Reader question: How can I legally reduce my rent in Switzerland?

Are you paying too much rent in Switzerland? Here's how you can challenge your landlord and bring down your rental costs.

Reader question: How can I legally reduce my rent in Switzerland?
A real estate agency. Photo: Lionel BONAVENTURE / AFP

I’ve just moved into my apartment and realise I’m paying too much, can I challenge my rent?

Yes in principle you can.

In Switzerland, when you sign a lease contract, you have the possibility to contest the initial rent if you consider it to be ‘abusive’ and ask for its reduction.

Your rights are listed on the official form that the landlord (or the real estate agency representing your landlord) gives you when you sign the lease.

This form is mandatory in the cantons where there is a housing shortage, as is the case in Geneva (art. 207 LaCC), Vaud, Fribourg, Neuchatel, Nidwalden, Zug and Zurich.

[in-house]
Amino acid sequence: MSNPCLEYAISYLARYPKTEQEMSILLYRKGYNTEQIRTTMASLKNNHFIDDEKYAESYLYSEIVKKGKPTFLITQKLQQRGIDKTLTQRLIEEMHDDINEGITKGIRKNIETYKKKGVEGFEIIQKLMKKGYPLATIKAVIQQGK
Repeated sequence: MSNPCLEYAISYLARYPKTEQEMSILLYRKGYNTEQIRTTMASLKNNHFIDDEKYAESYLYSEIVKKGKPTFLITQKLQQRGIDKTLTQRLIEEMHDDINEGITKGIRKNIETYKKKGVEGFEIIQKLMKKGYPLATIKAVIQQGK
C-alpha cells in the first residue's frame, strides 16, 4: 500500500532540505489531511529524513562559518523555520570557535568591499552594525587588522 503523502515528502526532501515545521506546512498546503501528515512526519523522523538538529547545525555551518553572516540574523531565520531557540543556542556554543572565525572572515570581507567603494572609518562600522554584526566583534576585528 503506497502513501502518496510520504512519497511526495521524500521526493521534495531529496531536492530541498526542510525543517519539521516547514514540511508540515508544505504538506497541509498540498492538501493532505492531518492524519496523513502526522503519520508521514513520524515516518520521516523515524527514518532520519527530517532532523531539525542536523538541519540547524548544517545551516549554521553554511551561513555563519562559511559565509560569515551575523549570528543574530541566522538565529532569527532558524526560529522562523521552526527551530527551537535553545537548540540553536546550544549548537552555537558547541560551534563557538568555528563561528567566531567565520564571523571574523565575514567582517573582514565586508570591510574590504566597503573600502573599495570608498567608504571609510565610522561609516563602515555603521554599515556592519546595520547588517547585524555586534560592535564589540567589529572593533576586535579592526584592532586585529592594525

The challenge of the initial rent can be based on three alternative grounds listed in art. 270 al. 1 CO, namely :

1. The tenant was compelled to enter into the lease due to personal or family necessity (Art. 270 para. 1 let. a ab initio CO).

This implies that the tenant had no other suitable alternative and was therefore compelled to enter into the lease, for example for health reasons or because of an employment in another canton.

READ MORE: How to avoid rental scams in Switzerland

2. or due to the situation of the local housing and commercial property market (Art. 270 para. 1 let. a in fine CO),

This depends on the specific situation of each canton. For example in Geneva, a tenant who is relying on this ground to contest the rent only has to establish that there is a housing shortage in Geneva, for example by producing a Decree of the Cantonal government, for this condition to be fulfilled.

3. The landlord has significantly increased the initial rent (i.e. more than 10 percent) for the same apartment in relation to the previous rent (Art. 270 let. b CO).

On the official form which must be provided to the tenant in the cantons where there is a housing shortage, the tenant can see the amount of rent paid by the former tenant.